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Wall Street News
Dutch Regulator Mistakenly Reveals Soros Short Positions
[Photo: At Festival of Economics, 2012 - by Niccolo Carati / Wikimedia Commons]
The Dutch market regulator mistakenly published the details of hundreds of private short sales trades going back to 2012 by international hedge funds - including George Soros and Renaissance Technologies' enigmatic Medallion fund. An error by the AFM, the Netherlands' watchdog, meant that details of hedge fund short trades going back to 2012 were published on its website on Tuesday evening before being quickly removed.
European market rules introduced after the financial crisis require hedge funds to report their short positions to regulators. The regulator instead published details of all short trades reported in the Netherlands since the new rules came into force, meaning hundreds of previously non-public trades were briefly released into the public domain.
Hedge funds whose trades were included in the release were angry. "When a bank or hedge fund makes a mistake they are fined - who will fine the Dutch regulator?" asked one manager.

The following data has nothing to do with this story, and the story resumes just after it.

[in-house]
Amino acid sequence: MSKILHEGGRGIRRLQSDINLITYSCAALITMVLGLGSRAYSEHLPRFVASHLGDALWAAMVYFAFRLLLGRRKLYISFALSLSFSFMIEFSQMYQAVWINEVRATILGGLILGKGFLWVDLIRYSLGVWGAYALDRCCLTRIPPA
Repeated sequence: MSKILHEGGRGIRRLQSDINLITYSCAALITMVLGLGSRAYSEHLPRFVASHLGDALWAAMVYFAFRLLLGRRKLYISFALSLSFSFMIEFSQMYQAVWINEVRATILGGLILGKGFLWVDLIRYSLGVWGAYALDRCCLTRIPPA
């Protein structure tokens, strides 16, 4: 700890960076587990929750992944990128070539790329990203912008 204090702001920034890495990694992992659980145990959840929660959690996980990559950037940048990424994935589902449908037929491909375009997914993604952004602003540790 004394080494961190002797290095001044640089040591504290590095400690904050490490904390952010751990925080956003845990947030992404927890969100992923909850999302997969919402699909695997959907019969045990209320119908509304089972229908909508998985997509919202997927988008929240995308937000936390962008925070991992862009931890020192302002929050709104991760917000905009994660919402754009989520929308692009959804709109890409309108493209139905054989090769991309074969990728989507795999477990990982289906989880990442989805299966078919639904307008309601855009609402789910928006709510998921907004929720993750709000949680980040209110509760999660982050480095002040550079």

A list of the trades seen by the Financial Times included a number of previously unreported short positions including George Soros' family office betting against the Dutch bank ING, a trade that chimes with its existing public bet against Germany's Deutsche Bank. The position against ING was opened in June and was increased to as much as 0.3% of the lender's shares before being scaled back a month later.
Other previously private trades in the list include bets by the computer-driven Medallion fund operated by the US hedge fund Renaissance Technologies. The fund, which was launched in the early 1980s by mathematician and code breaker James Simons, has long been closed to outside investors and only manages the fortunes of the Renaissance partners.